Toy Stories and Wall-E – quality storytelling. Below is the writer, Andrew Stanton, at TED explaining his craft. I particularly like what he has to say about the need to seduce the audience into caring, the purity of stories without dialogue and also the importance of leaving gaps and withholding information. We create and listen to narratives all day long in business contexts, in academia, in education, in politics and more overtly in anecdotal chitchat and daily media interactions. Aspects of film education explicitly cater to our need to carve some cognitive sense out of everyday chaos and make it affective, so why not orchestrate more of that in the curriculum?
Here are a couple of transcriptions from his talk. (See full transcription here)
“The children’s television host Mr. Rogers always carried in his wallet a quote from a social worker that said, “Frankly there isn’t anyone you couldn’t learn to love once you know their story.” And the way I like to interpret that is probably the greatest story commandment, “Make me care.”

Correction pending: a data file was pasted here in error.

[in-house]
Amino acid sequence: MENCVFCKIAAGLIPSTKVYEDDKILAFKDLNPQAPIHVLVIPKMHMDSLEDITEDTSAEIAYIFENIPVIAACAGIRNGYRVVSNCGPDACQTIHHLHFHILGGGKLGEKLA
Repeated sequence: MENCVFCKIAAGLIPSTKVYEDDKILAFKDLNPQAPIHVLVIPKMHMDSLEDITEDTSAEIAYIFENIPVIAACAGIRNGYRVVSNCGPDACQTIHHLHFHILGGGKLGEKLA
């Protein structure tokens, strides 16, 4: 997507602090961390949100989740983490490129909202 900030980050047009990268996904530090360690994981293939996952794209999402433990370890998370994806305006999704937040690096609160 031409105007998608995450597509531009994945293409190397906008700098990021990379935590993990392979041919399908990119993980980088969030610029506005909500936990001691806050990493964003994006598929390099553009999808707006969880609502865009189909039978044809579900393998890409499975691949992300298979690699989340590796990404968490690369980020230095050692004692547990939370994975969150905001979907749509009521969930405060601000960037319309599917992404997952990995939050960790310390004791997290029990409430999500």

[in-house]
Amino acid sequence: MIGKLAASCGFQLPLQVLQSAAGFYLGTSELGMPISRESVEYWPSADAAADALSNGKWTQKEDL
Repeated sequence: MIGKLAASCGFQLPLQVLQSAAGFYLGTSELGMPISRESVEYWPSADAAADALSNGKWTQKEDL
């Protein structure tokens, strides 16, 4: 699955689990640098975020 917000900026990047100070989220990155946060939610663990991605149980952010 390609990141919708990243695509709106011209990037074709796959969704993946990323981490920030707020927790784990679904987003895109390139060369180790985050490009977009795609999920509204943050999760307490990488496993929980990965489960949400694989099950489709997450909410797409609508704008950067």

Please, emotionally, intellectually, aesthetically… make me care.
We all know what it’s like to not care. You’ve gone through hundreds of TV channels, just switching, channel after channel. And suddenly you actually stop on one, it’s already halfway over, but something’s caught you and you’re drawn in. That’s not by chance, that’s by design.“
“Storytelling without dialogue. It’s the purest form of cinematic storytelling. It’s the most inclusive approach you can take. It confirmed something I really had a hunch on, is that the audience actually wants to work for their meal. They just don’t want to know that they’re doing that. That’s your job as a storyteller, is to hide the fact that you’re making them work for their meal. We’re born problem solvers. We’re compelled to deduce and to deduct, because that’s what we do in real life. It’s this well-organized absence of information that draws us in. There’s a reason that we’re all attracted to an infant or a puppy. It’s not just that they’re damn cute; it’s because they can’t completely express what they’re thinking and what their intentions are. And it’s like a magnet. We can’t stop ourselves from wanting to complete the sentence and fill it in.”